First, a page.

The Bureau remains very mindful of the importance of competition in the pharmaceutical industry especially where potential competitors experience undue difficulties or delays in penetrating the market. In this case, the Commissioner has decided to discontinue his Inquiry as the evidence uncovered by the Bureau to date is insufficient for the Commissioner to commence legal proceedings before the Competition Tribunal. However, the Bureau is of the view that the type of conduct at issue in the Inquiry has the potential to raise serious concerns under the abuse of dominance provisions.
Should new and compelling evidence of harm come to light, the Bureau will not hesitate to take appropriate action.
This publication is not a legal document. The Bureau’s findings, as reflected in this Position Statement, are not findings of fact or law that have been tested before a tribunal or court. Further, the contents of this Position Statement do not indicate findings of unlawful conduct by any party.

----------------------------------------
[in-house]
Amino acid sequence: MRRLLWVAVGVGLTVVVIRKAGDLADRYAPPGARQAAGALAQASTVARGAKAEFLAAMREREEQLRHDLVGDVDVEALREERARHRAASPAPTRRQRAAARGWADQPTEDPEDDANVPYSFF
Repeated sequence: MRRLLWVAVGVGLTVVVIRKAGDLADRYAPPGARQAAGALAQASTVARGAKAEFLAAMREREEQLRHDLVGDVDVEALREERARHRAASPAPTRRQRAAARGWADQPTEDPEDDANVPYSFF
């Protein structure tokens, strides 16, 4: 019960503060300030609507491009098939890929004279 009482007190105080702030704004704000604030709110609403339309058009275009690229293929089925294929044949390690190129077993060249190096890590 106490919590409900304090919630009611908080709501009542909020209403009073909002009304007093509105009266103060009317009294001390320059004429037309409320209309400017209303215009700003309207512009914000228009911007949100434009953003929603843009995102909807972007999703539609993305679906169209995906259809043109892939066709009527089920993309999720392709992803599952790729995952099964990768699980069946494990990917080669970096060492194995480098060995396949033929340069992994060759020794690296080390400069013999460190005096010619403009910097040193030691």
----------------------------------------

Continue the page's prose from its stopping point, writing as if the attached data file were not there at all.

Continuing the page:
However, in an effort to further enhance its communication and transparency with stakeholders, the Bureau may publicly communicate the results of certain investigations, inquiries and merger reviews by way of a Position Statement. In the case of a merger review, Position Statements briefly describe the Bureau's analysis of a particular proposed transaction and summarize its main findings. The Bureau also publishes Position Statements summarizing the results of certain investigations, inquiries and reviews conducted under the Competition Act. Readers should exercise caution in interpreting the Bureau’s assessment. Enforcement decisions are made on a case‑by‑case basis and the conclusions discussed in the Position Statement are specific to the present matter and are not binding on the Commissioner of Competition.
The Competition Bureau, as an independent law enforcement agency, ensures that Canadian businesses and consumers prosper in a competitive and innovative marketplace.